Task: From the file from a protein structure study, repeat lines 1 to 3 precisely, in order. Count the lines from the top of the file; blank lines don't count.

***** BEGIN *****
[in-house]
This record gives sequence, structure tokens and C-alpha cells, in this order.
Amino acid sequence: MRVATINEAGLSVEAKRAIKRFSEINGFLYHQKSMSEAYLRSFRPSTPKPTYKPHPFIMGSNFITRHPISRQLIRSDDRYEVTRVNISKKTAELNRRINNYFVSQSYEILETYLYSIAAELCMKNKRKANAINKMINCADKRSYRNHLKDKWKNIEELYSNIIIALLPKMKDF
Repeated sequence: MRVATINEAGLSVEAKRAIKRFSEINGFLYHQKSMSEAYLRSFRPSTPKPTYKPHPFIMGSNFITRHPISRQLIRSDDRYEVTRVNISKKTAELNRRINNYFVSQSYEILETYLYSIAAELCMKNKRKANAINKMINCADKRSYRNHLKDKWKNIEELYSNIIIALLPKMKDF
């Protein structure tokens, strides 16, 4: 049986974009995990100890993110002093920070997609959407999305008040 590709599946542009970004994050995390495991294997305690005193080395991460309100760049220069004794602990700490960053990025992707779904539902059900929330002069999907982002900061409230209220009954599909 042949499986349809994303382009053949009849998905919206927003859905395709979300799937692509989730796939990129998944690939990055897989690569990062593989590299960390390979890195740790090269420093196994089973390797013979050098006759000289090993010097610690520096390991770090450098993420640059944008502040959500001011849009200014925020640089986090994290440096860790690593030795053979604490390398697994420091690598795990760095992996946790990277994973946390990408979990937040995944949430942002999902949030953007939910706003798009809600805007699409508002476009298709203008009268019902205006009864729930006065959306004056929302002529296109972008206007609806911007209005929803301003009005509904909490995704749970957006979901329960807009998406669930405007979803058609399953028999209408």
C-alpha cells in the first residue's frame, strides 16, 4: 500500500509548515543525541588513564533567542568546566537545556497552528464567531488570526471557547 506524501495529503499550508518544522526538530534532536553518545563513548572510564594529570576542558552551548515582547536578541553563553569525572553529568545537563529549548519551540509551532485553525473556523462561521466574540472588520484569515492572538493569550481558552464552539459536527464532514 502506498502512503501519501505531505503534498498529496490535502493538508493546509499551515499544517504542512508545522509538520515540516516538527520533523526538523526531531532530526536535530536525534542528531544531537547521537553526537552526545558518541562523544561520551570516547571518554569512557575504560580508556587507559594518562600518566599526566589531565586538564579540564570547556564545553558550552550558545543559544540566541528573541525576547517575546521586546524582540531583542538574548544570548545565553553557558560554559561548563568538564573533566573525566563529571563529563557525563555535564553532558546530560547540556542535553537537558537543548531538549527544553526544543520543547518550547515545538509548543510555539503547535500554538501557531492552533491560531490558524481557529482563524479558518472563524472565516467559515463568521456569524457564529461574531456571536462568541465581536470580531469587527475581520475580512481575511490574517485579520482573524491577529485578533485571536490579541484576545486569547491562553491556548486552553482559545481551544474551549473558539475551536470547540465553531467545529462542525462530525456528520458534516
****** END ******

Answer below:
[in-house]
This record gives sequence, structure tokens and C-alpha cells, in this order.
Amino acid sequence: MRVATINEAGLSVEAKRAIKRFSEINGFLYHQKSMSEAYLRSFRPSTPKPTYKPHPFIMGSNFITRHPISRQLIRSDDRYEVTRVNISKKTAELNRRINNYFVSQSYEILETYLYSIAAELCMKNKRKANAINKMINCADKRSYRNHLKDKWKNIEELYSNIIIALLPKMKDF